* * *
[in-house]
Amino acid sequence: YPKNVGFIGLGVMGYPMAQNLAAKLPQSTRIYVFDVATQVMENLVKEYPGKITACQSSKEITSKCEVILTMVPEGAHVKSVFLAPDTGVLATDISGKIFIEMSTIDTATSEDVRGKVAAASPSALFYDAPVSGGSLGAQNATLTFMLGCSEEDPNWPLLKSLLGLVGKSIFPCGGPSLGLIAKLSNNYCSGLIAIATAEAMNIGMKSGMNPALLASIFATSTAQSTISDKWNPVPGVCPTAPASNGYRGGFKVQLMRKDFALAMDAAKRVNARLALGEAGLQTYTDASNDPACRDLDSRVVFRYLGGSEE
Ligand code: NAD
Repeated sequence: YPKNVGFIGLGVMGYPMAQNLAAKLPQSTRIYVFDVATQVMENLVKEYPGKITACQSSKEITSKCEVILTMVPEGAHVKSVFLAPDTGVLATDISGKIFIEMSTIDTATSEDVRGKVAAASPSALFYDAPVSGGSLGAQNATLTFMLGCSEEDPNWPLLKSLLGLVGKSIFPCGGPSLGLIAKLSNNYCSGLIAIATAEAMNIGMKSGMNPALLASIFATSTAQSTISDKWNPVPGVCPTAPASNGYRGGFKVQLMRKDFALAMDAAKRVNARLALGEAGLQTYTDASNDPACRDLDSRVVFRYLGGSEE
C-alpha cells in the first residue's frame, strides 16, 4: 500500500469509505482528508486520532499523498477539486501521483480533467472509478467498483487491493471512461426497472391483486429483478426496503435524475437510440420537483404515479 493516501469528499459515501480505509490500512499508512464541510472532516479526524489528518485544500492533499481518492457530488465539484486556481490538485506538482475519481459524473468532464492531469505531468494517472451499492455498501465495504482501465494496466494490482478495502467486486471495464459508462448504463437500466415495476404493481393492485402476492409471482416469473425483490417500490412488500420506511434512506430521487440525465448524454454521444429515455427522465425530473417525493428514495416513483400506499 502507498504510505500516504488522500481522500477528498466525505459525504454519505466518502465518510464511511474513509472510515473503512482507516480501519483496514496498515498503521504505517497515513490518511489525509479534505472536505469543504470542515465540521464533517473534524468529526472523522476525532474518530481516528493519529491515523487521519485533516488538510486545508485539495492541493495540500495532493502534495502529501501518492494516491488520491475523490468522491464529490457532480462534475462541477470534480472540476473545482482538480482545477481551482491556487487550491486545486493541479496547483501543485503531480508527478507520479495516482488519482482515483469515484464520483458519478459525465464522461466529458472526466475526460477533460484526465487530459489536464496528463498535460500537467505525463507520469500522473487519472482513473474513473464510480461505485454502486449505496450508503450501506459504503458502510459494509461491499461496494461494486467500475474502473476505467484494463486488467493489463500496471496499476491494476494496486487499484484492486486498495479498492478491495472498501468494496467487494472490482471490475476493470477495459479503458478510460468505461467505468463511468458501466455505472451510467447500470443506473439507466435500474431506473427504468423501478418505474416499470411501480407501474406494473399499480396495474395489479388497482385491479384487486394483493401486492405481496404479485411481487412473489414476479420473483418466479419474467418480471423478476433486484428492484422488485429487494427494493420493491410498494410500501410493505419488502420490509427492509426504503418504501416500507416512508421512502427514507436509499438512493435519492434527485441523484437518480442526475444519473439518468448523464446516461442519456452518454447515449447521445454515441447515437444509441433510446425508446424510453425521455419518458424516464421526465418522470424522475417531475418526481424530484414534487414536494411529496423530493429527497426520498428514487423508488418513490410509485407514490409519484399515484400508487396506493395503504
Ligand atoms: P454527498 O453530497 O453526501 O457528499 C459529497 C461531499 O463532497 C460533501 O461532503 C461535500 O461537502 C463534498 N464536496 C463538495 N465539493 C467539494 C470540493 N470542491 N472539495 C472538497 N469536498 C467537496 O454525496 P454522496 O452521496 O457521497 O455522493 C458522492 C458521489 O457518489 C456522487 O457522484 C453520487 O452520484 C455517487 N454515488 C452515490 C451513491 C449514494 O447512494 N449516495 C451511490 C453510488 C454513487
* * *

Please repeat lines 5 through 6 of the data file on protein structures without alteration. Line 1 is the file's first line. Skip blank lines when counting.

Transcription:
C-alpha cells in the first residue's frame, strides 16, 4: 500500500469509505482528508486520532499523498477539486501521483480533467472509478467498483487491493471512461426497472391483486429483478426496503435524475437510440420537483404515479 493516501469528499459515501480505509490500512499508512464541510472532516479526524489528518485544500492533499481518492457530488465539484486556481490538485506538482475519481459524473468532464492531469505531468494517472451499492455498501465495504482501465494496466494490482478495502467486486471495464459508462448504463437500466415495476404493481393492485402476492409471482416469473425483490417500490412488500420506511434512506430521487440525465448524454454521444429515455427522465425530473417525493428514495416513483400506499 502507498504510505500516504488522500481522500477528498466525505459525504454519505466518502465518510464511511474513509472510515473503512482507516480501519483496514496498515498503521504505517497515513490518511489525509479534505472536505469543504470542515465540521464533517473534524468529526472523522476525532474518530481516528493519529491515523487521519485533516488538510486545508485539495492541493495540500495532493502534495502529501501518492494516491488520491475523490468522491464529490457532480462534475462541477470534480472540476473545482482538480482545477481551482491556487487550491486545486493541479496547483501543485503531480508527478507520479495516482488519482482515483469515484464520483458519478459525465464522461466529458472526466475526460477533460484526465487530459489536464496528463498535460500537467505525463507520469500522473487519472482513473474513473464510480461505485454502486449505496450508503450501506459504503458502510459494509461491499461496494461494486467500475474502473476505467484494463486488467493489463500496471496499476491494476494496486487499484484492486486498495479498492478491495472498501468494496467487494472490482471490475476493470477495459479503458478510460468505461467505468463511468458501466455505472451510467447500470443506473439507466435500474431506473427504468423501478418505474416499470411501480407501474406494473399499480396495474395489479388497482385491479384487486394483493401486492405481496404479485411481487412473489414476479420473483418466479419474467418480471423478476433486484428492484422488485429487494427494493420493491410498494410500501410493505419488502420490509427492509426504503418504501416500507416512508421512502427514507436509499438512493435519492434527485441523484437518480442526475444519473439518468448523464446516461442519456452518454447515449447521445454515441447515437444509441433510446425508446424510453425521455419518458424516464421526465418522470424522475417531475418526481424530484414534487414536494411529496423530493429527497426520498428514487423508488418513490410509485407514490409519484399515484400508487396506493395503504
Ligand atoms: P454527498 O453530497 O453526501 O457528499 C459529497 C461531499 O463532497 C460533501 O461532503 C461535500 O461537502 C463534498 N464536496 C463538495 N465539493 C467539494 C470540493 N470542491 N472539495 C472538497 N469536498 C467537496 O454525496 P454522496 O452521496 O457521497 O455522493 C458522492 C458521489 O457518489 C456522487 O457522484 C453520487 O452520484 C455517487 N454515488 C452515490 C451513491 C449514494 O447512494 N449516495 C451511490 C453510488 C454513487